strategy+business is published by PwC Strategy& Inc.
 
or, sign in with:
strategy and business
Published: September 28, 2006

 
 

Strategic Due Diligence: A Foundation for M&A Success

 

Three Common Themes of Failure

Strategic due diligence is a challenging task, to put it mildly, and there are any number of ways to veer off course if careful attention is not paid to the work. However, we have identified three “themes of failure” that most often derail due diligence.

1. Failure to Focus on Key Issues

  • Fools Rush In: Time will be tight, but don’t rush through the necessary step of clarifying the rationale for the deal and sources of expected value. This step determines which hypotheses need to be tested and avoids wasting time gathering irrelevant data.
  • Reinventing the Wheel: Don’t be so distracted by the process that the analysis suffers. When possible, use a common diligence methodology, standardized formats, and simple project management software to manage and share relevant diligence data. This will save time, keep the process focused, and thus permit a higher level of analysis.
  • Reluctance to Share: When diligence information is not shared adequately among all diligence teams, it’s impossible to focus effectively on the larger issues at hand. A clear flow of data through the use of regular (as frequent as daily) updates can quickly identify “deal killers”; it can also help the team allocate resources more effectively, and it will lead to a richer and more nuanced view of the diligence issues.
  • Analysis Paralysis: Inevitably, some issues will remain in doubt, but the team must be rigorous about defining an end point for the analysis. Part of being focused is knowing when to check something off the list, when to report it to management, and when to move on.

2. Failure to Identify New Opportunities and Risks

  • The Unquestioned Assumption: Although time constraints prevent any major recasting of a company’s strategy, a quick stress test of management’s key assumptions about its business may show opportunities for growth or a strategic refocus that may create significant value.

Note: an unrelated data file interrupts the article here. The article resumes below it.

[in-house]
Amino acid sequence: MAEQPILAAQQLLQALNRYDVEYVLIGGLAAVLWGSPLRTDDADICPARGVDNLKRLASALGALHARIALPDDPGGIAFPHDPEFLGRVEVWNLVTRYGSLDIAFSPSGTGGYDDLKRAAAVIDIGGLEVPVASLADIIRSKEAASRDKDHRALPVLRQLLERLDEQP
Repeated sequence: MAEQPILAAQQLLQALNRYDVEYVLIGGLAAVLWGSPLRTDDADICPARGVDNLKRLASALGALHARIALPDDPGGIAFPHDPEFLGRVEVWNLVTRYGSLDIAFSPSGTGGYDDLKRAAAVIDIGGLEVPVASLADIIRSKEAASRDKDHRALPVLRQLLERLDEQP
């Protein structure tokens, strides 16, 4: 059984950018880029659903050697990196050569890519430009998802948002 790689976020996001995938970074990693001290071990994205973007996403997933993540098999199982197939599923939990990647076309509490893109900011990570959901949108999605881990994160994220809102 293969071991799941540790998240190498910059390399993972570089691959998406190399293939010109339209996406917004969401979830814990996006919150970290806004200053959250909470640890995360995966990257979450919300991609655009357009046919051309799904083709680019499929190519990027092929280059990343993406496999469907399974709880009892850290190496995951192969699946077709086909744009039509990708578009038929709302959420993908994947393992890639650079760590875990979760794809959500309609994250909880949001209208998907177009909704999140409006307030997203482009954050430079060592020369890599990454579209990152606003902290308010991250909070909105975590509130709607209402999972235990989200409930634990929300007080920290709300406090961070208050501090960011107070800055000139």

• Being Afraid to Rock the Boat: Even when a deal seems imminent, it is not too late to probe deeply into its merits. Ask the target company’s management both broad and specific questions to gain a deeper understanding of value drivers and key risks. Also, identify and interview customers and the competition. This is all part of reaching sound conclusions on possible trends (such as the emergence of a substitute product or service) and risks (such as the market entry of a new competitor).
  • “It’s Just an Audit”: Due diligence is more than an audit. By validating the assumptions that underpin the business plan and detecting risks or inconsistencies early, diligence aids management’s long-term stewardship of the company.

3. Failure to Allocate Adequate Resources

  • Choosing the Wrong People: The best people for the due diligence team are probably also the company’s most valuable managers. Find a way to put them on the job rather than choosing people who happen to have time available. Also, make sure to choose people with the right expertise; don’t overlook managers from the functional areas of the firm that will be affected by the deal.
  • Insufficient Time: The due diligence process will be a time-crunch affair, but don’t make the problem worse than it is. Give the team as much time as possible, and don’t be trapped by artificial or arbitrary deadlines.
  • Insufficient Resources: Support the due diligence teams with the resources of the firm. This includes space to work, equipment, software, staff, and access to the right data and people. And, as much as possible, relieve them of their daily responsibilities so they can focus on the task at hand.

Author Profiles:


Gerald Adolph (adolph_gerald@bah.com) is a senior vice president with Booz Allen Hamilton in New York. His work focuses on corporate and business unit strategy, as well as merger and acquisition issues. Click here for additional information on mergers and restructurings from Booz Allen Hamilton.
Simon Gillies (gillies_simon@bah.com) is a vice president of Booz Allen Hamilton based in Melbourne, Australia. He focuses on assisting Asia Pacific–based clients in corporate strategy development and implementation including mergers and acquisitions.
Joerg Krings (krings_joerg@bah.com) is a vice president with Booz Allen Hamilton and managing partner of the Munich office. He focuses on turnarounds and profit-improvement programs for automotive OEMs, suppliers, and industrial clients.
 
 
 
 
 
Close
Sign up to receive s+b newsletters and get a FREE Strategy eBook

You will initially receive up to two newsletters/week. You can unsubscribe from any newsletter by using the link found in each newsletter.

Close